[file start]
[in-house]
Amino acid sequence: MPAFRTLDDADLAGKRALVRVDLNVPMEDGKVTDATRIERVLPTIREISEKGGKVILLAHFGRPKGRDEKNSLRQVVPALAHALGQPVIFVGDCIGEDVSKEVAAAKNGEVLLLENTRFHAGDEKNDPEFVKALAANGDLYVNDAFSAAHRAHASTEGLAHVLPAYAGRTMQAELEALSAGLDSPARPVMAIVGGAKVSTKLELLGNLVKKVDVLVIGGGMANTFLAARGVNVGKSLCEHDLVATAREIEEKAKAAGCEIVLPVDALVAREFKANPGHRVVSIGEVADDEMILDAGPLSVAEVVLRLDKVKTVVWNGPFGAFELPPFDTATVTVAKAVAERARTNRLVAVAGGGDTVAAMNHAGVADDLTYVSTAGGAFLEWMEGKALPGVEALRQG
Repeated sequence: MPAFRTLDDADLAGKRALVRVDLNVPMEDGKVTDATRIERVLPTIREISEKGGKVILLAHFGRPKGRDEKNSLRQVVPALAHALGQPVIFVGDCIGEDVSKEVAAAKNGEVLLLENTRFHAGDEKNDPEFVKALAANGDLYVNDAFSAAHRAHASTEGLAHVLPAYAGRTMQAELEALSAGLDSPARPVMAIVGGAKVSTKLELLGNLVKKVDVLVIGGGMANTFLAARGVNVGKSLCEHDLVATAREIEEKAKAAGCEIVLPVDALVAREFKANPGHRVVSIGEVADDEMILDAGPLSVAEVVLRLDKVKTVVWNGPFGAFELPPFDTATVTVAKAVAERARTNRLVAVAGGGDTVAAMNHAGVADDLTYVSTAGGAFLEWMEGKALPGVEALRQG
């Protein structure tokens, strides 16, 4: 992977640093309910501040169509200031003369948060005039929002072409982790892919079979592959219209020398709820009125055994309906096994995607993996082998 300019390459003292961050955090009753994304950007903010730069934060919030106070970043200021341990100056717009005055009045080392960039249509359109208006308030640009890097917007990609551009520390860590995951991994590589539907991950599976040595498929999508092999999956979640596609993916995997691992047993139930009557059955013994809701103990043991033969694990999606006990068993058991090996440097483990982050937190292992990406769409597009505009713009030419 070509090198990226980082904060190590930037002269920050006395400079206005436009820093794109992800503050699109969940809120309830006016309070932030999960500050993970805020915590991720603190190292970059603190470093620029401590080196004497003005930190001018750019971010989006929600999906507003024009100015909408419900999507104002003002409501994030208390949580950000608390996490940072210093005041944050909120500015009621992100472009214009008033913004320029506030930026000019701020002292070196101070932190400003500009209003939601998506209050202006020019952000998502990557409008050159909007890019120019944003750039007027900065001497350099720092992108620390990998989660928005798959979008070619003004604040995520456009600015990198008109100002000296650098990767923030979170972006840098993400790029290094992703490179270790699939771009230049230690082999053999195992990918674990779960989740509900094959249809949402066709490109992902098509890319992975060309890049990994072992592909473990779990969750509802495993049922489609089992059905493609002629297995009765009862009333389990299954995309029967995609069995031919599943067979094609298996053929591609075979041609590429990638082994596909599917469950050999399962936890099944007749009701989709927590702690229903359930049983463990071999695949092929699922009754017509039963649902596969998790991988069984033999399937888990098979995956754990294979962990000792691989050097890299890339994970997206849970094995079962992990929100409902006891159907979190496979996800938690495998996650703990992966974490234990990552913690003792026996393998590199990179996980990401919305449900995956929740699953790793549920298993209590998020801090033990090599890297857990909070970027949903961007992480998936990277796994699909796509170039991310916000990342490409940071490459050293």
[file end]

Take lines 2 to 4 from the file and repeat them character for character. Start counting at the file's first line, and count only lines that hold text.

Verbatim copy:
Amino acid sequence: MPAFRTLDDADLAGKRALVRVDLNVPMEDGKVTDATRIERVLPTIREISEKGGKVILLAHFGRPKGRDEKNSLRQVVPALAHALGQPVIFVGDCIGEDVSKEVAAAKNGEVLLLENTRFHAGDEKNDPEFVKALAANGDLYVNDAFSAAHRAHASTEGLAHVLPAYAGRTMQAELEALSAGLDSPARPVMAIVGGAKVSTKLELLGNLVKKVDVLVIGGGMANTFLAARGVNVGKSLCEHDLVATAREIEEKAKAAGCEIVLPVDALVAREFKANPGHRVVSIGEVADDEMILDAGPLSVAEVVLRLDKVKTVVWNGPFGAFELPPFDTATVTVAKAVAERARTNRLVAVAGGGDTVAAMNHAGVADDLTYVSTAGGAFLEWMEGKALPGVEALRQG
Repeated sequence: MPAFRTLDDADLAGKRALVRVDLNVPMEDGKVTDATRIERVLPTIREISEKGGKVILLAHFGRPKGRDEKNSLRQVVPALAHALGQPVIFVGDCIGEDVSKEVAAAKNGEVLLLENTRFHAGDEKNDPEFVKALAANGDLYVNDAFSAAHRAHASTEGLAHVLPAYAGRTMQAELEALSAGLDSPARPVMAIVGGAKVSTKLELLGNLVKKVDVLVIGGGMANTFLAARGVNVGKSLCEHDLVATAREIEEKAKAAGCEIVLPVDALVAREFKANPGHRVVSIGEVADDEMILDAGPLSVAEVVLRLDKVKTVVWNGPFGAFELPPFDTATVTVAKAVAERARTNRLVAVAGGGDTVAAMNHAGVADDLTYVSTAGGAFLEWMEGKALPGVEALRQG
């Protein structure tokens, strides 16, 4: 992977640093309910501040169509200031003369948060005039929002072409982790892919079979592959219209020398709820009125055994309906096994995607993996082998 300019390459003292961050955090009753994304950007903010730069934060919030106070970043200021341990100056717009005055009045080392960039249509359109208006308030640009890097917007990609551009520390860590995951991994590589539907991950599976040595498929999508092999999956979640596609993916995997691992047993139930009557059955013994809701103990043991033969694990999606006990068993058991090996440097483990982050937190292992990406769409597009505009713009030419 070509090198990226980082904060190590930037002269920050006395400079206005436009820093794109992800503050699109969940809120309830006016309070932030999960500050993970805020915590991720603190190292970059603190470093620029401590080196004497003005930190001018750019971010989006929600999906507003024009100015909408419900999507104002003002409501994030208390949580950000608390996490940072210093005041944050909120500015009621992100472009214009008033913004320029506030930026000019701020002292070196101070932190400003500009209003939601998506209050202006020019952000998502990557409008050159909007890019120019944003750039007027900065001497350099720092992108620390990998989660928005798959979008070619003004604040995520456009600015990198008109100002000296650098990767923030979170972006840098993400790029290094992703490179270790699939771009230049230690082999053999195992990918674990779960989740509900094959249809949402066709490109992902098509890319992975060309890049990994072992592909473990779990969750509802495993049922489609089992059905493609002629297995009765009862009333389990299954995309029967995609069995031919599943067979094609298996053929591609075979041609590429990638082994596909599917469950050999399962936890099944007749009701989709927590702690229903359930049983463990071999695949092929699922009754017509039963649902596969998790991988069984033999399937888990098979995956754990294979962990000792691989050097890299890339994970997206849970094995079962992990929100409902006891159907979190496979996800938690495998996650703990992966974490234990990552913690003792026996393998590199990179996980990401919305449900995956929740699953790793549920298993209590998020801090033990090599890297857990909070970027949903961007992480998936990277796994699909796509170039991310916000990342490409940071490459050293």